OUTRAGE AT BLANCO has been one of my favorite Westerns ever since I first read it in paperback back in the late nineties. Having re-read it again in its reissued Kindle version, I find it has lost none of its power. And, one hopes, this new release will reach a whole batch of new readers.
It is a revenge story, which is certainly not uncommon to Westerns. The fact that its central protagonist is female gives the revenge plot a certain distinction, but that also has been done plenty of times before. The real bonus here is the depth of characterization, the plot twists, and the tangled motivations of the various players as presented by the skilled hand of author Bill Crider. Ellie Taine --- the aforementioned central protagonist --- is especially well drawn and memorable. So, too, is Jonathan Crossland, a man essentially dying of cancer who is "resurrected" to hit the trail one last time in an effort to try and set some things right regarding his greedy, no-good son.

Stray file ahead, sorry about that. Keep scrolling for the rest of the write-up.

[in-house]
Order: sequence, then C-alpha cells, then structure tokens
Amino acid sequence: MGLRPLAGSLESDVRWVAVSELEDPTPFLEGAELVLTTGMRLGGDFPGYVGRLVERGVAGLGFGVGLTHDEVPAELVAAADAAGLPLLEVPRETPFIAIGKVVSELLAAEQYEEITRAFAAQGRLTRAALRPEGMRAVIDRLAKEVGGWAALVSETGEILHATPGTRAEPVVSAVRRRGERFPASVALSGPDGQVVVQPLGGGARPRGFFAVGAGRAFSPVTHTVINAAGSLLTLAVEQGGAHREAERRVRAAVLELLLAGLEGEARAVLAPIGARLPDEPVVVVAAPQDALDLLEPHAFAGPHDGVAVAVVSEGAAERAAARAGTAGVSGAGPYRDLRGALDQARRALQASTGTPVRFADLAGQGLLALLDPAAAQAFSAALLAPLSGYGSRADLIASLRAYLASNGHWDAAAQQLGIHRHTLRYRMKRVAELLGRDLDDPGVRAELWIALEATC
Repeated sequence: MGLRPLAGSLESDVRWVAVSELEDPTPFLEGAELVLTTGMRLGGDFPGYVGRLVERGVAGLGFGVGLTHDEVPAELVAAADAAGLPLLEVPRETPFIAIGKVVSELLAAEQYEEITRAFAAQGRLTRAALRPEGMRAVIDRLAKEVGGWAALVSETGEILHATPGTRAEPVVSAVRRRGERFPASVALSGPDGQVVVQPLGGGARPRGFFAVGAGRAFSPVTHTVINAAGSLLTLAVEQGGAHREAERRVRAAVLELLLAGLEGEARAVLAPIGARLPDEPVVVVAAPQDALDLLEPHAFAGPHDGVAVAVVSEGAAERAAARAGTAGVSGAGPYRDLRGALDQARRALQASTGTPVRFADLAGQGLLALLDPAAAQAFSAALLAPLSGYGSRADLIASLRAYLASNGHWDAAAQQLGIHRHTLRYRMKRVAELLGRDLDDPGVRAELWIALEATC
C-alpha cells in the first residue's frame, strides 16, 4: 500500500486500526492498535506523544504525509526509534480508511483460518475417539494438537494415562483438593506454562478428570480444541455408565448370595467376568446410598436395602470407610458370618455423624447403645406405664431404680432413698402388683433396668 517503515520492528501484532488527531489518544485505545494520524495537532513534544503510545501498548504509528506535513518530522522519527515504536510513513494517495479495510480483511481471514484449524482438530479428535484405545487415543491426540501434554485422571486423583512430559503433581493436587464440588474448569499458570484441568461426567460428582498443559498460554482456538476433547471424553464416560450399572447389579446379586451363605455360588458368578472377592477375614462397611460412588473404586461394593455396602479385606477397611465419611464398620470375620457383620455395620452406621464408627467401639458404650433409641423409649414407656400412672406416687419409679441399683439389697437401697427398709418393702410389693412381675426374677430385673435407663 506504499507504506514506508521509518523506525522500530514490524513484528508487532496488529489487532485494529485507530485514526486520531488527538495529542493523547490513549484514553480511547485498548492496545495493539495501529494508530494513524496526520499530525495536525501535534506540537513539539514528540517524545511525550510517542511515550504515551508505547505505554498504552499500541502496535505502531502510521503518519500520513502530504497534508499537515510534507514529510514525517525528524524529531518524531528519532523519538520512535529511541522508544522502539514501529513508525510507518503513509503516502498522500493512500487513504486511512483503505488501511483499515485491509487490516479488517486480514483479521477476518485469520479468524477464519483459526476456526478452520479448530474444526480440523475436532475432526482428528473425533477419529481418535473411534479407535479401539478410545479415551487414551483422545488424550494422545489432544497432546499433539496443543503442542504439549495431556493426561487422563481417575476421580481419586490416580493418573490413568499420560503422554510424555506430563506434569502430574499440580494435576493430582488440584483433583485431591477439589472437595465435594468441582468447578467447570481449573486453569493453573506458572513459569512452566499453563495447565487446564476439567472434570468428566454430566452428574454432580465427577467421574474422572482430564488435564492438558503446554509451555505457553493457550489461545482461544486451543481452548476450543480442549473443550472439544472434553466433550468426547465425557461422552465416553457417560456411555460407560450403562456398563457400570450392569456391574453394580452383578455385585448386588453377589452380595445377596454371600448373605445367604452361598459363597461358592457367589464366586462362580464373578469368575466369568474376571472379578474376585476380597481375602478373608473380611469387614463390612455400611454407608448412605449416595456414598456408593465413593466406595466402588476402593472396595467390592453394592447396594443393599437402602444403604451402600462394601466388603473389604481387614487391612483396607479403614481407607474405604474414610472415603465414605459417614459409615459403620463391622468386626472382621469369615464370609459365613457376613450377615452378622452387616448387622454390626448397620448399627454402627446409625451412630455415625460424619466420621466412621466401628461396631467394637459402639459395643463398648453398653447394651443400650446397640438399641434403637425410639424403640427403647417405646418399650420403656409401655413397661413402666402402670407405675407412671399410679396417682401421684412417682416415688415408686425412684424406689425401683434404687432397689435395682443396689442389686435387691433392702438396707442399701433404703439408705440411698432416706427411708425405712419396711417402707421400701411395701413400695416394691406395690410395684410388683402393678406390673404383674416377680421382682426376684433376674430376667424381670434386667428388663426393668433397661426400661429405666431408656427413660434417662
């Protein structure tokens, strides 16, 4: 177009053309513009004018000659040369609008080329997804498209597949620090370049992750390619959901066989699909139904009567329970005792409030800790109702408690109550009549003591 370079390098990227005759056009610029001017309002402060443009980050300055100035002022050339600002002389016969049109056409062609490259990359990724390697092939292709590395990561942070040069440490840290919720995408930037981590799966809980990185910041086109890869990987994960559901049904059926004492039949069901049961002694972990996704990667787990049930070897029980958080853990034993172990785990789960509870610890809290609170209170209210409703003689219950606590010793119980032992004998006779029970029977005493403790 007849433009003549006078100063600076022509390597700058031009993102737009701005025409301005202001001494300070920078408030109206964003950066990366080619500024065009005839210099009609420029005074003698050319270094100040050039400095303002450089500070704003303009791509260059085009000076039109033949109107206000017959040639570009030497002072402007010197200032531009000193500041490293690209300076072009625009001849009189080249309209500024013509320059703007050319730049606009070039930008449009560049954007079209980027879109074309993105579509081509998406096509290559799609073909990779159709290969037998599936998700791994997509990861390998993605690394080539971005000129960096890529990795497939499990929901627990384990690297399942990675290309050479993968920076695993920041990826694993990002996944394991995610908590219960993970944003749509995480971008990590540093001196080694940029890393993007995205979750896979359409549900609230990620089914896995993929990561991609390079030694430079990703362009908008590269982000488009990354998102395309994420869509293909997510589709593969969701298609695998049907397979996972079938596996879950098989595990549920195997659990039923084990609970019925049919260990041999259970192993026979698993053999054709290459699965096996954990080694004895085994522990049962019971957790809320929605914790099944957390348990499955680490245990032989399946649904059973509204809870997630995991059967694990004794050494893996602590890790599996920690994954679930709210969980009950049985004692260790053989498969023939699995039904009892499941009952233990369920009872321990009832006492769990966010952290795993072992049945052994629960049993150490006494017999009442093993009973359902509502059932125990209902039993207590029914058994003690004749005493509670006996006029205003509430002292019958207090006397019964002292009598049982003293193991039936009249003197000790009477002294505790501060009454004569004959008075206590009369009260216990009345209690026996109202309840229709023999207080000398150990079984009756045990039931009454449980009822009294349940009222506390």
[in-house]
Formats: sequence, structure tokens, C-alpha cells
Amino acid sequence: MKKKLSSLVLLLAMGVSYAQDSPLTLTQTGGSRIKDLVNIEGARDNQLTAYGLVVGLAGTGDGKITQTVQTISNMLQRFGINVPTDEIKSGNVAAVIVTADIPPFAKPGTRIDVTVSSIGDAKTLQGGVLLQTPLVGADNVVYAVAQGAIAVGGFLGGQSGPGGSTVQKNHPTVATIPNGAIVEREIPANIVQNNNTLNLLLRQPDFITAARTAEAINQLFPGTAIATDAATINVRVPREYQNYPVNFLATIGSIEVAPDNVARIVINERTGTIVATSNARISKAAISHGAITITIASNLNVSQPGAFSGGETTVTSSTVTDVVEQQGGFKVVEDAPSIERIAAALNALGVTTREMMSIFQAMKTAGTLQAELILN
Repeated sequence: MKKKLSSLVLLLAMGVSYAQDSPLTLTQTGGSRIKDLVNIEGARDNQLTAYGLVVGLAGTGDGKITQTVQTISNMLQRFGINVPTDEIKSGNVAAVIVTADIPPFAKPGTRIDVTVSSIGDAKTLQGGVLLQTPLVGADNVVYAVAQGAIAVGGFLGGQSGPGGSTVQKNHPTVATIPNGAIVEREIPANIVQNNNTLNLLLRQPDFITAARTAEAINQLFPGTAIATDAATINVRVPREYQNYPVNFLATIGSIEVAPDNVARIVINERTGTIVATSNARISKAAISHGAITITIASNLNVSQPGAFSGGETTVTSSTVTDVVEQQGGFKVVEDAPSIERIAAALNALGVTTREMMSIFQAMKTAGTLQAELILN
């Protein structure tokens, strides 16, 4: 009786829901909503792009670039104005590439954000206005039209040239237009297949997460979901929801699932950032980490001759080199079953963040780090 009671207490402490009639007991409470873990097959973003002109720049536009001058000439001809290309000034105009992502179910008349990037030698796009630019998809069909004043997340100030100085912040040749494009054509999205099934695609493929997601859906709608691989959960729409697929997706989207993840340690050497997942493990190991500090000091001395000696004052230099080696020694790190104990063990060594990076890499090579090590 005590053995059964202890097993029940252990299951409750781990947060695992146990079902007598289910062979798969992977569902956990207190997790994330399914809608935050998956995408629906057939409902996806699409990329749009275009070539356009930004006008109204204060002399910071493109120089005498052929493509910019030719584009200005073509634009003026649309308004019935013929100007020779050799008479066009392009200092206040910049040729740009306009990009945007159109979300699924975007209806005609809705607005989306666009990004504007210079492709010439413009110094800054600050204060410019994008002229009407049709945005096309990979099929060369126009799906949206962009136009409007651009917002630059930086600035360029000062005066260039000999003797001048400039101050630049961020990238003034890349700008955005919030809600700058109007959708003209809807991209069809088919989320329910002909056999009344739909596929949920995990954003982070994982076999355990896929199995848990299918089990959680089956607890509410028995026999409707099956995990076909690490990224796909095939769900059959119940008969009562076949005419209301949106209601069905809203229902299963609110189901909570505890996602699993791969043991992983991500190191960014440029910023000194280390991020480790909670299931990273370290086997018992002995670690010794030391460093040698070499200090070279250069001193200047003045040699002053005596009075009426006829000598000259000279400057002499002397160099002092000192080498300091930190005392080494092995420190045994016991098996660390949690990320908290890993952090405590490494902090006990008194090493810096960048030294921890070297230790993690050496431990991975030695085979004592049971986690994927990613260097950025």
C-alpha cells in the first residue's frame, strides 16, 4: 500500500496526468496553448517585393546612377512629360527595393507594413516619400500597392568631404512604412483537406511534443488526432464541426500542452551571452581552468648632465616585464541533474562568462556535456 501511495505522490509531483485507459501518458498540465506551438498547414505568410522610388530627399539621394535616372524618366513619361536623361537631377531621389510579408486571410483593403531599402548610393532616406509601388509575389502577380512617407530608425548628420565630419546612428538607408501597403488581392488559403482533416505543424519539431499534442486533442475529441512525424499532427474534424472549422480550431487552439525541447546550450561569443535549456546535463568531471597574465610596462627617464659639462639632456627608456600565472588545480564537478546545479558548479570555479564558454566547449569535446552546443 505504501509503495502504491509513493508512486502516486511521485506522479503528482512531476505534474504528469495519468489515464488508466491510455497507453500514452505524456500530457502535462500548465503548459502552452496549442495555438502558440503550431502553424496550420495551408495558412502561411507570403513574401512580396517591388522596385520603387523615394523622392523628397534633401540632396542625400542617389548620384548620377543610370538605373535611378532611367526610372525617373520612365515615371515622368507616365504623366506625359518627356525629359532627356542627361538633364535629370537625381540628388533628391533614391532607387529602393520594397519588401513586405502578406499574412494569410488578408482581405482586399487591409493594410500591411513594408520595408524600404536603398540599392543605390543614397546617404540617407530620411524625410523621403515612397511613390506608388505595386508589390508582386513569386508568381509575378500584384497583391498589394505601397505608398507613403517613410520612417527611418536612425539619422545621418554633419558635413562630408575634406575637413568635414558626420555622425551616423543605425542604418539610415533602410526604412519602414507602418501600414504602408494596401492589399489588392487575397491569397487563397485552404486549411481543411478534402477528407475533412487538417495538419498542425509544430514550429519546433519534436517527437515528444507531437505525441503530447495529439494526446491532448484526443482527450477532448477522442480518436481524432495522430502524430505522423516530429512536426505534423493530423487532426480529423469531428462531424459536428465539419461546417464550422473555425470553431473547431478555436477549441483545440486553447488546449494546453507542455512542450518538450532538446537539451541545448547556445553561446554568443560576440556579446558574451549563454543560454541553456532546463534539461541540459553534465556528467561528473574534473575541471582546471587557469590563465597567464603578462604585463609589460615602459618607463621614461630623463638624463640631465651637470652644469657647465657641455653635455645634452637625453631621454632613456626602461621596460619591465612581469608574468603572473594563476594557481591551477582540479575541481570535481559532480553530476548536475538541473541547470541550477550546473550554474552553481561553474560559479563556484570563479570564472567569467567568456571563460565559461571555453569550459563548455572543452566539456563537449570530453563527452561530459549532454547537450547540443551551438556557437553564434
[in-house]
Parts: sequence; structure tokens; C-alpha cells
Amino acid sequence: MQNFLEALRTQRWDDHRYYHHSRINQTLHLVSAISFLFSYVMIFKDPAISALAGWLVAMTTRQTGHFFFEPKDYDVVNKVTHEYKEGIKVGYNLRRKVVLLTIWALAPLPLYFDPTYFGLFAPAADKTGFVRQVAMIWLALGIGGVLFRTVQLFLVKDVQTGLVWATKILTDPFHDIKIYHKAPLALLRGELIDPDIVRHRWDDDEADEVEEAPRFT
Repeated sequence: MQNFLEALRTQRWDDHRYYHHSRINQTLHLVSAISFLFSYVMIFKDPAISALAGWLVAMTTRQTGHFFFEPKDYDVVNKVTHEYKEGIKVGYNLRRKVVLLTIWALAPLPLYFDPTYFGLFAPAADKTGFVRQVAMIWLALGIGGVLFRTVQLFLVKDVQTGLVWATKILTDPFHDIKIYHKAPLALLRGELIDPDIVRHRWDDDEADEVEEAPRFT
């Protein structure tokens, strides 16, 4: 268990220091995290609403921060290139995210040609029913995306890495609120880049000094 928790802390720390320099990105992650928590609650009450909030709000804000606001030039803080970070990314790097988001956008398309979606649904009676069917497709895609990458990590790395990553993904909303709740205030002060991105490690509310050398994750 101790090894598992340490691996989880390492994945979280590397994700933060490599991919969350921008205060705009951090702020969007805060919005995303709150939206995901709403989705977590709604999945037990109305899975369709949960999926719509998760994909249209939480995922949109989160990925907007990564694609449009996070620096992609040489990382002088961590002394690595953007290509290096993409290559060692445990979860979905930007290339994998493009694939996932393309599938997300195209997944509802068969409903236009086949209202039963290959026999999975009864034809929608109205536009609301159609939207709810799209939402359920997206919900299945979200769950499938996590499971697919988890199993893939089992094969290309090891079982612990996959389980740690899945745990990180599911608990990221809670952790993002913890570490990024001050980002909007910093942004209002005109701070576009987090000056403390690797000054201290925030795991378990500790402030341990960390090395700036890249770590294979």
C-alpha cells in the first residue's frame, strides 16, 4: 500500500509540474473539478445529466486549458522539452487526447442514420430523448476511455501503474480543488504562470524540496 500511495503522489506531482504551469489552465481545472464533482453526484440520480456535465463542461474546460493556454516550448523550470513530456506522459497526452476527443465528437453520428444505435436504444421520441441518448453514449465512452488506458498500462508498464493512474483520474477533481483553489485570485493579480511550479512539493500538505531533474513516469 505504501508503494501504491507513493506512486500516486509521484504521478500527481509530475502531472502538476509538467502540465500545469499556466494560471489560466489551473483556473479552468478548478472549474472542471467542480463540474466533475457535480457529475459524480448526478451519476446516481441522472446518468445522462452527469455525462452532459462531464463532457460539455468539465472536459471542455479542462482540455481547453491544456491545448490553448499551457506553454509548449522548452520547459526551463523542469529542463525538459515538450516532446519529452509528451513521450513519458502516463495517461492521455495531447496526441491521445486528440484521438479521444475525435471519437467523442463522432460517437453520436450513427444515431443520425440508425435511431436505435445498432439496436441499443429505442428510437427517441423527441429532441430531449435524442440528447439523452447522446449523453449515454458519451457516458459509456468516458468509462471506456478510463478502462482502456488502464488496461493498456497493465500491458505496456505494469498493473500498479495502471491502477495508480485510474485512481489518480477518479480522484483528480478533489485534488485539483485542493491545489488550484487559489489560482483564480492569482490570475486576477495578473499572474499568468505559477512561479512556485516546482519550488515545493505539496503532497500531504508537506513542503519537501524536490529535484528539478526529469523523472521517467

There's plenty of action in this fast-paced tale, but the revelations and shifting interactions between its characters --- some good, some bad, a couple somewhere in between --- is what will make the most lasting impression on readers.
Highly recommended.
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Format: Mass Market Paperback
As a fan of Bill Crider, a writer known more for his mysteries than his westerns, I ordered this out-of-print western anxious to compare his early writing style with his later mystery genre. And the comparison is favorable in that Crider's many books have retained a vigorous story-telling style with perceptive characterizations. In some ways, we have read this story before--a lady is raped, her husband killed, a bank is robbed, and she decides to exact vengeance upon the perpetrators. As she seeks out this goal, she travels with the father of one of the bank robbers who was killed early in the story. The story progresses well and all works out in the end, at least almost!